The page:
No faults in NYC train brake system

2013-12-04 07:53
Investigators at the scene of a commuter train wreck in the Bronx borough of New York. (Timothy Clary, AFP)

Investigators at the scene of a commuter train wreck in the Bronx borough of New York. (Timothy Clary, AFP)

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New York - Investigators looking into a deadly New York City train derailment say no anomalies have been found with the train's brake system.

The metro-north Railroad commuter train was travelling on Sunday at 130km/h as it approached a 48km/h zone and jumped the tracks along a sharp curve. Four passengers died.

The national transportation safety board says investigators haven't found any evidence of brake trouble during the train's nine previous stops and no problems with track signals. NTSB member Earl Weener said on Tuesday there were "no anomalies".

The rail employees union says veteran engineer William Rockefeller was injured in the wreck and has co-operated with investigators. It says the NTSB investigation will show "there was no criminal intent with the operation of his train".

'Unjustifiable' speed

But Governor Andrew Cuomo has said Rockefeller should be disciplined for "unjustifiable" speed.

"There's such a gross deviation from the norm," Cuomo said. "That amount of speed is certainly unjustifiable".

Union leader Anthony Bottalico said he was confident the investigation would reveal there was no criminal intent.

Investigators began talking to the train's engineer, William Rockefeller, on Monday but postponed completing the interview, likely until Wednesday, national transportation safety board spokesperson Keith Holloway said on Tuesday. Holloway wouldn't say why; Bottalico said it was because Rockefeller hadn't slept in almost 24 hours and was "very distraught".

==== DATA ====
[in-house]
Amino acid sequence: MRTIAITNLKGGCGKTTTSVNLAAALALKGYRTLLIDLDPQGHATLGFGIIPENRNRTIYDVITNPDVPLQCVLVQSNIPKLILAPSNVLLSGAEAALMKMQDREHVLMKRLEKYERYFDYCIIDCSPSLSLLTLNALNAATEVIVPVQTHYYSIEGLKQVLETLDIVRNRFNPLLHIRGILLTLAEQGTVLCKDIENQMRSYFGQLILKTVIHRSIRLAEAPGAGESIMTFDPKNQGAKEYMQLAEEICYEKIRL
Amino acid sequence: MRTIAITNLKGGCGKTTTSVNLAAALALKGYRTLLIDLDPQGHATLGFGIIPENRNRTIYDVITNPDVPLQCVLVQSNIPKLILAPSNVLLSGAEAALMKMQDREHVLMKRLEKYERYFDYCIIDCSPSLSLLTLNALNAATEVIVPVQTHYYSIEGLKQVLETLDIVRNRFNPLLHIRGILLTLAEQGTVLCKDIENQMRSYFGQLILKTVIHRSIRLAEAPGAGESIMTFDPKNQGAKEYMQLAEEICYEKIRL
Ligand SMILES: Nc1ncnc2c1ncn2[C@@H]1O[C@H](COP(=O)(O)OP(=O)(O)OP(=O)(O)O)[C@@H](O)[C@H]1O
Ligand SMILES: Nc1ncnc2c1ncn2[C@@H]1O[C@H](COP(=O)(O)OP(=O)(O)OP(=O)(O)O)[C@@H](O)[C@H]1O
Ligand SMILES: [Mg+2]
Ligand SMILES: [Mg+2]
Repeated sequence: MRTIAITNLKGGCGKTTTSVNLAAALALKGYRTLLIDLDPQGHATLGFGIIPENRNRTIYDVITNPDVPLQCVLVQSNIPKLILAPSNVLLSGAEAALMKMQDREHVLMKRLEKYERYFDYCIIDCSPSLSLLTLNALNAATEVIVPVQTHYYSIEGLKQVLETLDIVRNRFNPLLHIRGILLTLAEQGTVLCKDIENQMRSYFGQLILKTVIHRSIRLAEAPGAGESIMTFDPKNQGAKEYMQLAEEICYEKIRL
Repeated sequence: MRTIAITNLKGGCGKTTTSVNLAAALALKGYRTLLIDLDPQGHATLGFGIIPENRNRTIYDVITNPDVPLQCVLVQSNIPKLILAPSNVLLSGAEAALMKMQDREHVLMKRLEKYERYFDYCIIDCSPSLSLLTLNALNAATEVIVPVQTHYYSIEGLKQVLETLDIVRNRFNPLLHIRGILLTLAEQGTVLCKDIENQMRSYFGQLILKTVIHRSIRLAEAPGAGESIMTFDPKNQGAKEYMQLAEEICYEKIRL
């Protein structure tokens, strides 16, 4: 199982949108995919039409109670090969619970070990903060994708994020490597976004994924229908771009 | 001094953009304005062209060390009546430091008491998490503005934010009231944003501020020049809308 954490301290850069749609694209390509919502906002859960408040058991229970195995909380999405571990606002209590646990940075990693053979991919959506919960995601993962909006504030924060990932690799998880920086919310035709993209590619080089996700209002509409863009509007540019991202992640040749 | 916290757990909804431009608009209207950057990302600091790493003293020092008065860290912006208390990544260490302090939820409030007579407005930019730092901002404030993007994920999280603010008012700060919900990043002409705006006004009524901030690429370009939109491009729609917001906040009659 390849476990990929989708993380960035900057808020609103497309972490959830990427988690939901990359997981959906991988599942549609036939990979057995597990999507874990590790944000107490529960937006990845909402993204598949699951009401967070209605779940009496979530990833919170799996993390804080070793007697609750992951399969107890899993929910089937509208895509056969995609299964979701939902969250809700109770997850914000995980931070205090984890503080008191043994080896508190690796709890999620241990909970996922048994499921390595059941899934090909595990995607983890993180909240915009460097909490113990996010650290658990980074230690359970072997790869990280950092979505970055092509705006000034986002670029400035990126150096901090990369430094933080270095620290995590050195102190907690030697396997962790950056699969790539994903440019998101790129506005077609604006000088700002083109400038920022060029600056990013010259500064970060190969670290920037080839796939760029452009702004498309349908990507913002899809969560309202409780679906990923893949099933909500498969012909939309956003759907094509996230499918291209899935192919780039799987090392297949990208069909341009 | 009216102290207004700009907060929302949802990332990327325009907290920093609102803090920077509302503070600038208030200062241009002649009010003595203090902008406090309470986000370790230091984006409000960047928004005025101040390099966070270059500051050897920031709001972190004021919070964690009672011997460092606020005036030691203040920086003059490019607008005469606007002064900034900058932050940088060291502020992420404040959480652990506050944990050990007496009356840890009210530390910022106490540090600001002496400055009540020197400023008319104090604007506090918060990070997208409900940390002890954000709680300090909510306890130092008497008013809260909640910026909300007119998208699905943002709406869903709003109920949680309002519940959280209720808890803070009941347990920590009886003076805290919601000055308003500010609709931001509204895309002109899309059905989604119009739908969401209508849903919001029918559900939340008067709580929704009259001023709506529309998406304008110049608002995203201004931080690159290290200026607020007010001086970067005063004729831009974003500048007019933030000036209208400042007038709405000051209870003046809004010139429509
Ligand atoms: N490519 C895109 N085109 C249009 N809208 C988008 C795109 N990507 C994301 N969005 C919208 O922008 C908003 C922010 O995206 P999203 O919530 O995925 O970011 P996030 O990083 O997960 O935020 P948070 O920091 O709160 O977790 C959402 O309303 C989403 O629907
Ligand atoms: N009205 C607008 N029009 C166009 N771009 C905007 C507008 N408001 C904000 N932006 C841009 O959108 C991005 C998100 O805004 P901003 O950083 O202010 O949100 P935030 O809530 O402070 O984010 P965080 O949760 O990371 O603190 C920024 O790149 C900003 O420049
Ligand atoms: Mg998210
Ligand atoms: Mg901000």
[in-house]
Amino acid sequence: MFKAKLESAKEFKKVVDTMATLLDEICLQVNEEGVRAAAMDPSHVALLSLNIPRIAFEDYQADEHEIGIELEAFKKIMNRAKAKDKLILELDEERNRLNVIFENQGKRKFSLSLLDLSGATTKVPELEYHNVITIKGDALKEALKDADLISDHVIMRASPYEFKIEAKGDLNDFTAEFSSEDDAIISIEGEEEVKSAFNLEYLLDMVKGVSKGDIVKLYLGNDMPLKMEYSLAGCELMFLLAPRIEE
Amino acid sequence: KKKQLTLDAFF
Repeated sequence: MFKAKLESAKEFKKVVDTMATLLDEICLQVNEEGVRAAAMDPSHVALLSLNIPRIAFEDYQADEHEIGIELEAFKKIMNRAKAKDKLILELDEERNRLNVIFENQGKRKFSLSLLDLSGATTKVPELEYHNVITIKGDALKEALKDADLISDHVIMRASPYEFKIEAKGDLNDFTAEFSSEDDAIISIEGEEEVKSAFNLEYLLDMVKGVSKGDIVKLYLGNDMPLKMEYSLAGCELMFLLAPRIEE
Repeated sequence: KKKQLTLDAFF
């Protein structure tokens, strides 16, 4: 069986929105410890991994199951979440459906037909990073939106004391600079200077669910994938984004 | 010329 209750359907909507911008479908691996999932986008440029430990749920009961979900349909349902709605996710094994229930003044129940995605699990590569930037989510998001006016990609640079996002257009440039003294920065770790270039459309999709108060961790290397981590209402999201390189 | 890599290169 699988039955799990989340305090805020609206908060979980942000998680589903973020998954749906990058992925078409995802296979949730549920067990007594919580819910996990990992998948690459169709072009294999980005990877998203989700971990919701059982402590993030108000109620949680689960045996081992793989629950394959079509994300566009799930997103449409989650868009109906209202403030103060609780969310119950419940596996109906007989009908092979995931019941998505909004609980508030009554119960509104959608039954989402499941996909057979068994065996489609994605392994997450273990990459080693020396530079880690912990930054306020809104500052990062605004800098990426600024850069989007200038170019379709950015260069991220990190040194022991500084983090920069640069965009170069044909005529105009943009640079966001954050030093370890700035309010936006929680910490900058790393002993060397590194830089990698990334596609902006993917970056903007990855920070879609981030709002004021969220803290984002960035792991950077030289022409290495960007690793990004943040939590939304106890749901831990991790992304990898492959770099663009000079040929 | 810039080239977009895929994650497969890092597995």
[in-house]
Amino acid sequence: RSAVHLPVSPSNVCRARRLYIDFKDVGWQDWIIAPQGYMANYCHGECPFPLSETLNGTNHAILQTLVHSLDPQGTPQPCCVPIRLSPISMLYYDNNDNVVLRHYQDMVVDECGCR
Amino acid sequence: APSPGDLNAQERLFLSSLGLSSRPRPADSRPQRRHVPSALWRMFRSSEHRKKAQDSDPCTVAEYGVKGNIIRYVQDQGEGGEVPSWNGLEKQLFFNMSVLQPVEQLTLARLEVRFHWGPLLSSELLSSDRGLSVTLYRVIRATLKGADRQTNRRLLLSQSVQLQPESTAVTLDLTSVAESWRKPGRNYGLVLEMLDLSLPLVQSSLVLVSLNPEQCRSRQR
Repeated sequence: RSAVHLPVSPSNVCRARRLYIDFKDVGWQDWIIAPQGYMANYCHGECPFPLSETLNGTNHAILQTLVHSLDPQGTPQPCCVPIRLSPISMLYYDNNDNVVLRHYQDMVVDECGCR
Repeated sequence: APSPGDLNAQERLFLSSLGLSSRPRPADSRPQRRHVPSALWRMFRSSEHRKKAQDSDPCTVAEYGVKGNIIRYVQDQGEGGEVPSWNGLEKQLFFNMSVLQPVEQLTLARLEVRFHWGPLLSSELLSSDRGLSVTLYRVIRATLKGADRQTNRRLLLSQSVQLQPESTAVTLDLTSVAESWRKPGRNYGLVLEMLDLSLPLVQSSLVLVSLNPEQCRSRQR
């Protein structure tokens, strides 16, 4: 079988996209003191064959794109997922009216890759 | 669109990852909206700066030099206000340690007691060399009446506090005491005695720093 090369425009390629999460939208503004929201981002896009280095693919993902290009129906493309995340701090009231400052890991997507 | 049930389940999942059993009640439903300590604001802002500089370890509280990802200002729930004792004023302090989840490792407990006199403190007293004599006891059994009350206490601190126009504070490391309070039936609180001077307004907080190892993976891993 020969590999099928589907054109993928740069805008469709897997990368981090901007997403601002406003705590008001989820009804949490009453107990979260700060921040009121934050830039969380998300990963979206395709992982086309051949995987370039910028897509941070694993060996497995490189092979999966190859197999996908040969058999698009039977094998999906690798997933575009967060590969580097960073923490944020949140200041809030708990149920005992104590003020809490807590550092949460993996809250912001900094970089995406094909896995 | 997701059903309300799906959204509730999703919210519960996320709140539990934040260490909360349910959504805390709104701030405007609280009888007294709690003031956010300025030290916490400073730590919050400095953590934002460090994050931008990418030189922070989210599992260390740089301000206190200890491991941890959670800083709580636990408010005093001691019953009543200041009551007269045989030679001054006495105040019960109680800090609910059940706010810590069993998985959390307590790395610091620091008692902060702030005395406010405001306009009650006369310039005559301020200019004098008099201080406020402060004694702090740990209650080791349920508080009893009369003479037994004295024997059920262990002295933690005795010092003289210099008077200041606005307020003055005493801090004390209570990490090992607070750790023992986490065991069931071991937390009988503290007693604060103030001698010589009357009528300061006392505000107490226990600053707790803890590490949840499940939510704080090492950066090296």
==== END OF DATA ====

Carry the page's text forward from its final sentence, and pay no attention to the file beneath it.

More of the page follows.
Bottalico said the engineer planned to have a lawyer accompany him to the interview. The attorney didn't immediately return a call on Tuesday.

Weener sketched a scenario suggesting that the throttle was let up and the brakes were fully applied way too late to stave off the crash. He said the throttle went to idle six seconds before the derailed train came to a complete stop "very late in the game" for a train going that fast and the brakes were fully engaged five seconds before the train stopped.

Investigators are not aware of any problems with the brakes during the nine stops the train made before the derailment, Weener said.

PTC system

Weener would not disclose what investigators know about the engineer's version of events, and he said the results of drug and alcohol tests were not yet available. Investigators are also examining Rockefeller's cellphone; engineers are allowed to carry cellphones but prohibited from using them during a train's run.

Positive train control, or PTC, is designed to forestall the human errors that cause about 40% of train accidents. In 2008, Congress ordered rail lines to adopt the technology by December 2015.

The metropolitan transportation authority, which runs metro-north, began planning for a PTC system as soon as the law was put into effect, spokesperson Marjorie Anders said.

But the MTA has advocated for an extension to 2018, saying it's difficult to install such a system across more than 1 000 rail cars and 1 931km of track.

Senator Richard Blumenthal of Connecticut, which also is served by metro-north, said Sunday's derailment underscored the need for the technology.

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